Through history many infectious diseases such as bacteria and viruses had came out to humanity, being this is one of the mainly reason of why health cares were created. In the United States the owner’s system is different as in my home country, Panama. Health care in U.S. is owned by private sectors businesses, while in Panama the government is the one who owns the health cares. Inthe United Sates there is no nationwide system of government-owned medical facilities open to the general public but there’s a local system of government-owned medical facilities open to the general public. This means that the majority of health cares and hospitals are owned by private business and used by people who have medical insurance, while clinics owned by people of low income or lack offacilities uses the government. According to some statistics, 60 to 65% of healthcare provision and spending comes of medical programs, that their primary interest is the health condition of persons. Some of these programs are: Medicare, Medicaid, Tricare and the Children’s health insurance program. Insurance for the public sector is sponsored for the government, while in the private sector peoplebuy health insurance from different types of companies depending on the benefits of each person.
Two years ago, President Barack Obama signed into law the Patient Protection Act and Affordable Care Act (PPACA) on March 23, 2010, which is a comprehensive law that proponents claimed would reduce health costs and at the same time increase access to quality health care for millions of poor Americans.The legislation was designed to address a wide set of concerns relating to provision, delivery, and cost of health care. Some of these concerns were: The high and rapidly cost of health care for those who did have health insurance, the fact that tens of millions of Americans at any given moment were without health insurance, and the inability of many people with preexisting conditions to obtainhealth insurance. (McConnell, Brue, and Flynn 433)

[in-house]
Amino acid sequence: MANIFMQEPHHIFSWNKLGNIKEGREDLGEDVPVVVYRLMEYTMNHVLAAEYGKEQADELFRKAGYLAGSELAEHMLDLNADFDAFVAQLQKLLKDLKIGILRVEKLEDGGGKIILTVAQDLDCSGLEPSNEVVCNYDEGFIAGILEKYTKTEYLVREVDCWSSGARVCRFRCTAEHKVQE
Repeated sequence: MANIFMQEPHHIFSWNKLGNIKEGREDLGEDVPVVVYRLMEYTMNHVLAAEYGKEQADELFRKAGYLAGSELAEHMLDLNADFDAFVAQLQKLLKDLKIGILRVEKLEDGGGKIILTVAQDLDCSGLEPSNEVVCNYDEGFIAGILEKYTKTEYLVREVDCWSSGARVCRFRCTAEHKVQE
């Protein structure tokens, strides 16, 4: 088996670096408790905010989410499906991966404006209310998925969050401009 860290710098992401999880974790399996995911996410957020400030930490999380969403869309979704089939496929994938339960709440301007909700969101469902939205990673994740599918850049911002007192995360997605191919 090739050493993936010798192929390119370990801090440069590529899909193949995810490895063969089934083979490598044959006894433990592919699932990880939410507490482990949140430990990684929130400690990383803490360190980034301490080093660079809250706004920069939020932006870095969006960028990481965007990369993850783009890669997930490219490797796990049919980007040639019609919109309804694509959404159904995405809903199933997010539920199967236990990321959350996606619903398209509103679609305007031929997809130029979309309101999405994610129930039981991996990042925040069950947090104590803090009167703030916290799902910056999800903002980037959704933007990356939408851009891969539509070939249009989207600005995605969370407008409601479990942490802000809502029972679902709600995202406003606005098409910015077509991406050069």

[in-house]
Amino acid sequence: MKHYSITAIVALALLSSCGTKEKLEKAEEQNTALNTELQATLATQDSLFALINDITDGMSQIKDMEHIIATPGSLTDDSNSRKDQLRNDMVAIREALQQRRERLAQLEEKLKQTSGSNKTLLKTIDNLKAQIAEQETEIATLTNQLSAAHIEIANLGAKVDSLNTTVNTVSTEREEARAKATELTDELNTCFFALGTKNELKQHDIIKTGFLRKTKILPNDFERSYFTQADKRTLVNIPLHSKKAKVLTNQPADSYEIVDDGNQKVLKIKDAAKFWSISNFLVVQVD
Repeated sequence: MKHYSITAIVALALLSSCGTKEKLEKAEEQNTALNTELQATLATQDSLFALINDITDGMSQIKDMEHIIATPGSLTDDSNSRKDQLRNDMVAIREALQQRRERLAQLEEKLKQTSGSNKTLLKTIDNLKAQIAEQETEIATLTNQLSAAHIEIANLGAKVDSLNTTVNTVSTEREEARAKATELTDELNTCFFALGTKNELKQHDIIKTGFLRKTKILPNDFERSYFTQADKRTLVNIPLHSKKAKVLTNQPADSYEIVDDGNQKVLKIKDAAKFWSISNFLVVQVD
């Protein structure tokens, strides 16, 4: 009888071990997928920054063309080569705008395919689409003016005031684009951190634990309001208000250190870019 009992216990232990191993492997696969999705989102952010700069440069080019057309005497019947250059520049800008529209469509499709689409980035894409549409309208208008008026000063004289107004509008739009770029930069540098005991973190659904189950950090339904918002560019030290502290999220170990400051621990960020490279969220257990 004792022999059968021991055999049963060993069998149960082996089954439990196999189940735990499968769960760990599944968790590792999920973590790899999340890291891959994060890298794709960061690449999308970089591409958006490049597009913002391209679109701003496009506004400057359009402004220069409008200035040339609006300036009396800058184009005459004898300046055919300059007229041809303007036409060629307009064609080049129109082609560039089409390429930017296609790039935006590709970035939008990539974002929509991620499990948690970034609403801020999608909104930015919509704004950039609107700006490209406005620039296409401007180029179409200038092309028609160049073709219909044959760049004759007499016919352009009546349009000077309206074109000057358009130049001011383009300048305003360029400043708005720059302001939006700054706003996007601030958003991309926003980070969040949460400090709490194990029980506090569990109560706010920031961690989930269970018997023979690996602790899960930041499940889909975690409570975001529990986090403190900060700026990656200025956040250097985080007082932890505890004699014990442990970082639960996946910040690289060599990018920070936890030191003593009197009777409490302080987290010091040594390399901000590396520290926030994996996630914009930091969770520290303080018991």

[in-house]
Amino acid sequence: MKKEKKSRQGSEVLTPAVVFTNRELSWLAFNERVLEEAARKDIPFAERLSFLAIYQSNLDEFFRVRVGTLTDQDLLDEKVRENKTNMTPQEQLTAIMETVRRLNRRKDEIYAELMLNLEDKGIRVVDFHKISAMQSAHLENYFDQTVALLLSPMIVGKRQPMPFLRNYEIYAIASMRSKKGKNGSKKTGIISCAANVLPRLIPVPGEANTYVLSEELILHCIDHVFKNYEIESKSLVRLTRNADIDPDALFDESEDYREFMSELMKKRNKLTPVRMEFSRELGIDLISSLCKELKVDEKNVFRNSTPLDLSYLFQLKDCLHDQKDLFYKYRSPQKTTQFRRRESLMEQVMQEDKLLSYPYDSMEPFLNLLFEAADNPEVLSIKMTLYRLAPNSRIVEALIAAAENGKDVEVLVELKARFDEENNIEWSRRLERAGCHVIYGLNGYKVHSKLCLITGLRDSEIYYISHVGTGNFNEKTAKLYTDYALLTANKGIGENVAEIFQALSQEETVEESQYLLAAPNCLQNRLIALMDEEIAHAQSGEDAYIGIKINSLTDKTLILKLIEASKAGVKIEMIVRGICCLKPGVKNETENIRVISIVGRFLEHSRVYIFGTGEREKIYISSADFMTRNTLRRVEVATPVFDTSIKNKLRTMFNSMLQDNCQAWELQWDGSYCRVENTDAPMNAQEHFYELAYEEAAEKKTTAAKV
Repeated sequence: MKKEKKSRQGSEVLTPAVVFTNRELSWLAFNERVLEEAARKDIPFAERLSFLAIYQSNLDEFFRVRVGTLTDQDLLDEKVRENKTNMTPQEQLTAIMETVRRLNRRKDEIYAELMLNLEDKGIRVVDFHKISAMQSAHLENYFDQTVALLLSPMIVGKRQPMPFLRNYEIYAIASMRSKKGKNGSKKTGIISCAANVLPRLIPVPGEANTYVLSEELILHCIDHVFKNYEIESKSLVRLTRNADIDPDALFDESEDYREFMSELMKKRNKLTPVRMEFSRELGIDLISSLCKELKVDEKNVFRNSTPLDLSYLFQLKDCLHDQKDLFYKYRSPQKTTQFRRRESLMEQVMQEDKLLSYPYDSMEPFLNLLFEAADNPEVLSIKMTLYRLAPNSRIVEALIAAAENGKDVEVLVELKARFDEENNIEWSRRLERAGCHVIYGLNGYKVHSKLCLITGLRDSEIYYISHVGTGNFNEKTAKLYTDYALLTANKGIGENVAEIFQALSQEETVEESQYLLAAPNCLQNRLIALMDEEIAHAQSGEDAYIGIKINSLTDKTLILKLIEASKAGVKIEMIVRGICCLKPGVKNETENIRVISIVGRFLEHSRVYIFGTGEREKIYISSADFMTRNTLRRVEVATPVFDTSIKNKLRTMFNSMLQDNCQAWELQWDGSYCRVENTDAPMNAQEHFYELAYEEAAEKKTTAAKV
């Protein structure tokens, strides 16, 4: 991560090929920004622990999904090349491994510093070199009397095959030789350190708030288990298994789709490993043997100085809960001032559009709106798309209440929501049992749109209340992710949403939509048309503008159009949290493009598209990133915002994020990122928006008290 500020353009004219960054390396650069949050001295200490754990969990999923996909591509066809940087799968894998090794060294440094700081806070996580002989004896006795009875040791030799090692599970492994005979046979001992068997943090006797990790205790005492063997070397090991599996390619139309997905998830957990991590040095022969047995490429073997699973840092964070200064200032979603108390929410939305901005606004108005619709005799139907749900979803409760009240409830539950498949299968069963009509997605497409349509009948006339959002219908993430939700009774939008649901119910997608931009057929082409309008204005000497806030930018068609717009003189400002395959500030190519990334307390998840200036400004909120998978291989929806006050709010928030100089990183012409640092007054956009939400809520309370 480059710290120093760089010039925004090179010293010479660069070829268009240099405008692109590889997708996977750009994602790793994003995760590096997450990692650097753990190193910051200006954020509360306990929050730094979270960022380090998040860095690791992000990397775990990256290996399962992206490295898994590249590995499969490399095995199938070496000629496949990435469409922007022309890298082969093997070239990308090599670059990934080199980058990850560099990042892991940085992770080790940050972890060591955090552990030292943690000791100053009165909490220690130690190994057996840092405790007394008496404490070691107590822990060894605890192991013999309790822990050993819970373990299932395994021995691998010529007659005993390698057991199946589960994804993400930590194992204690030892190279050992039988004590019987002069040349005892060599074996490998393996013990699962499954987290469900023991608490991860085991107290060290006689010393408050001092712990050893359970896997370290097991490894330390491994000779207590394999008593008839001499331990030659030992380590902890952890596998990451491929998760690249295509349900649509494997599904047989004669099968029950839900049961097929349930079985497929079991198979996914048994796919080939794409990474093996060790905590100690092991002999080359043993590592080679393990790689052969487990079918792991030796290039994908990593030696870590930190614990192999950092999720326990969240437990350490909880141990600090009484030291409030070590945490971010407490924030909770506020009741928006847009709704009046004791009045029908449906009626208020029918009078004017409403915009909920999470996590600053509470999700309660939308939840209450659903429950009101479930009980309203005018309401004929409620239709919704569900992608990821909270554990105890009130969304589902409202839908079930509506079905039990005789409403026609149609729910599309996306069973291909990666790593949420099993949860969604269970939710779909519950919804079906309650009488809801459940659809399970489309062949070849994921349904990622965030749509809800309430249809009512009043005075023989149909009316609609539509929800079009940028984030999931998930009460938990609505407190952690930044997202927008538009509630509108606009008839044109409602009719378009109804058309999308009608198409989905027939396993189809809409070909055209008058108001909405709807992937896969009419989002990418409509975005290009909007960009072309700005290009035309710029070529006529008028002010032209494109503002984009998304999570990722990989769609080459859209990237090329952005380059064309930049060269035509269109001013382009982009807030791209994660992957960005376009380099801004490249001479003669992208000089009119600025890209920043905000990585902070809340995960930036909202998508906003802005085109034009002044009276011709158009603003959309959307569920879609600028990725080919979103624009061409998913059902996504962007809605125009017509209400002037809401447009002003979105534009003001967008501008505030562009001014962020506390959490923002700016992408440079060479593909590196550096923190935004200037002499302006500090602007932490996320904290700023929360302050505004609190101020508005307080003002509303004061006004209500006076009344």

Employing about 16 million people, including about 817,000 practicing physicians, or 271 doctors per 100,000 of population, Health Care is one of the largest U.S. industries. In the United States there are about 5800 hospitals with 951,000 beds. Americans make more than 1 billion visits to office-based physicians each year. (McConnell, Brue, andFlynn 434)
Many countries such as Canada have systems of national health insurance in which the government uses tax revenue to provide a basic package of health care for all residents, either free or at low cost, while in the United States is provided through private health insurance policies paid by employers. In recent decades, the U.S. health care system has suffered from two highly publicizedproblems: Costs and Access. The cost of health care has risen rapidly in response to higher prices and an increase in the quantity of services provided and 46 million Americans do not have health insurance coverage and have significantly reduced access to quality health care. (McConnell, Brue, and Flynn 433)
About 19 percent of each dollar spent on health care is financed by direct out-of-pocketpayments by individuals. The fact that more U.S. health care is paid by private insurance or Government companies is a major contributor to the rising costs of health care. U.S. health care spending has been increasing as a percentage of GDP. Healthcare expenditure absorbed 5.2 percent in 1960 but it rose to 17.3 percent in 2009. Health Care spending, as a percentage of GDP is highest in theUnited States than in every other industrialized nation. It is reasonable to assume that health care spending varies positively with output and incomes, but that doesn’t account for the higher U.S. health expenditures as a percentage of GDP. (McConnell, Brue, and Flynn 436)
Some visible economics effects of rising health care costs are higher health insurance premiums to employers and higher...
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